Head on there's nothing too out of the ordinary here when it comes to the overall look of the card. We've got the same kind of fan design we've seen from the previous higher end AMD offerings, and of course Sapphire put their own sticker on top.
Power to the card is offered in the form of two 6-Pin PCI-E power connectors. Nothing too scary looking and most power supplies should handle the card. Of course, we won't know for sure until we check out the power numbers later in the review.
While some people were worried the HD 6900 series wouldn't carry with it support for more than two cards, we can show you here that it does indeed offer support for more than two. This isn't the big bit of news here, though; instead it's that tiny little switch that can be seen to the left of the Crossfire connectors.
We had seen images of this float around the net and there was plenty of speculation as to what this switch would do. Well, today we can tell you; AMD say it's a Dual BIOS option that allows for safer end user updates. Setting 1 is unprotected for user updates; setting 2 is protected as factory defaults. The way it ultimately works is if you flash your card and it goes wrong, you can flick the switch and boot up off the default BIOS. It mainly helps prevent the bricking of cards.
At the moment we're not 100% sure how companies are going to make use of this feature, but we're sure in the coming weeks we'll see companies like Sapphire attack it with models like the TOXIC.
Connectivity is the same as the HD 6870; what that means is we've got two mini-DP connectors, HDMI 1.4a and two DVI connectors, one Dual-Link and the other Single-Link.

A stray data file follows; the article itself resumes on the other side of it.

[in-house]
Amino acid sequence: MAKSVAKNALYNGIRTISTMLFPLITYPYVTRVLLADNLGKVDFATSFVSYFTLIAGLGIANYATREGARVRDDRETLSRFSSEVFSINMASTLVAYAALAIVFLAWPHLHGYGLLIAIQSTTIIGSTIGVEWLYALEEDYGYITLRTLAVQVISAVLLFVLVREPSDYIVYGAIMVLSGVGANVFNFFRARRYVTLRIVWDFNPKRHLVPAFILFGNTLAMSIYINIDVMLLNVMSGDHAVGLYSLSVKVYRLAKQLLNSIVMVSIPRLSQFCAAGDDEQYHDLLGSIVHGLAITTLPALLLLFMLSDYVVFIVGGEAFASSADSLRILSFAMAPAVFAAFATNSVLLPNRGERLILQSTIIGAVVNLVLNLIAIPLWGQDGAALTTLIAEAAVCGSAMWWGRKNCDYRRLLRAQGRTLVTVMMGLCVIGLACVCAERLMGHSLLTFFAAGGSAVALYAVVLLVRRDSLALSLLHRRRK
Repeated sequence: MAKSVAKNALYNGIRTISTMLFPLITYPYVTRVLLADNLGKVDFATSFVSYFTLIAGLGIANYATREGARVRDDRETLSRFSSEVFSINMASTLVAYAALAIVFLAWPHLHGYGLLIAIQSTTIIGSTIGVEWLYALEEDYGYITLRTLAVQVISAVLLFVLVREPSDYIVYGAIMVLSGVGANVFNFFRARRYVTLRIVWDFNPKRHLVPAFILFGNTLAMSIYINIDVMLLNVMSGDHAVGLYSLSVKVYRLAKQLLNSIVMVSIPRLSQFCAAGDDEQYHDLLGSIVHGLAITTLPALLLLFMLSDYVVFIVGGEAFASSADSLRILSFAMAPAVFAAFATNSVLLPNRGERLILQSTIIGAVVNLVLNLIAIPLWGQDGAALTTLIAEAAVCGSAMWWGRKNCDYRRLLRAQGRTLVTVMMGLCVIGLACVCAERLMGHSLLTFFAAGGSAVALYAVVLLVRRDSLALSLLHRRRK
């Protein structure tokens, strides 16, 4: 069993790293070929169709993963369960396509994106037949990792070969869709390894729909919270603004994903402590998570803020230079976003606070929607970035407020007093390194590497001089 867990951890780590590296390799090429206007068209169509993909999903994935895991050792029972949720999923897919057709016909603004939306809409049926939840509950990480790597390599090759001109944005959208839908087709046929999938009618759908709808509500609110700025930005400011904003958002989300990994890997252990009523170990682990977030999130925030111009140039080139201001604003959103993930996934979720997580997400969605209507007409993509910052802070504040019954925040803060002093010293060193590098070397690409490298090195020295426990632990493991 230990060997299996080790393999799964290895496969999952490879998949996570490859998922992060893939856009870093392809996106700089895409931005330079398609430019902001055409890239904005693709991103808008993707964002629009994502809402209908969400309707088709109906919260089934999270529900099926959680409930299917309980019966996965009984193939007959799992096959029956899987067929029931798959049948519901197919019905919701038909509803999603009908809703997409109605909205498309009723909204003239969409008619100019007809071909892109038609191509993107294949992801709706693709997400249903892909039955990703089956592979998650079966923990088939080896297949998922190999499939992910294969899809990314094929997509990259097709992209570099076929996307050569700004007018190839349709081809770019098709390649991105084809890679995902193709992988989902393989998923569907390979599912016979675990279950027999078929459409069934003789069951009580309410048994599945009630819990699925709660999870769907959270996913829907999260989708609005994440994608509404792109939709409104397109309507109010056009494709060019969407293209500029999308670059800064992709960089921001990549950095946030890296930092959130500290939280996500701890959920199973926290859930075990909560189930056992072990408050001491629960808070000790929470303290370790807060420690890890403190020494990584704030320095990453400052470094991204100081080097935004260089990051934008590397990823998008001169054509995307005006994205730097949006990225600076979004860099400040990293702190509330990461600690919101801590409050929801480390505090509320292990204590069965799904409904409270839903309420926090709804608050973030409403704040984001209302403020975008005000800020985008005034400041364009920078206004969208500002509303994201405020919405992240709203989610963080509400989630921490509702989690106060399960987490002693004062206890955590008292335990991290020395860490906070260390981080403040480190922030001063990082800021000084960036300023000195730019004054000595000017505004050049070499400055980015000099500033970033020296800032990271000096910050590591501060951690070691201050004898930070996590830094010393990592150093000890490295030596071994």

Getting onto the actual specifications of the card, here are some of the more serious numbers. Stream Processors come in at 1408 via 22 SIMD; a nice jump up from the 1120 via 14 SIMD which is seen on the HD 6870.
Compared to the HD 6870, ROPs and Z-Stencils are the same at 32 and 128. Texture Units are up to 88 which compares to 56 on the HD 6870. While the memory bus width on both models are the same at 256-bit, the stand out is that the HD 6950 has a default 2GB of GDDR5.
This isn't the first time we've seen an AMD model carry with it 2GB of memory as stock, as the Eyefinity6 and HD 5970 both carried 2GB, but normally 2GB is reserved for more expensive cards. This could translate into the HD 6990, the dual GPU card we should see in 2011 carrying with it 4GB of memory.
On the clock front we've got a default core clock of 800MHz, while that 2GB of GDDR5 carries with it a 5000MHz QDR clock, or a more impressive sounding 5GHz QDR memory clock.
Outside of that stuff, another one of the big features that AMD is pushing is PowerTune which is designed to make sure that only the power you need is being drawn at any one time. For most it's a feature which you won't really use knowingly, but something that will always be working.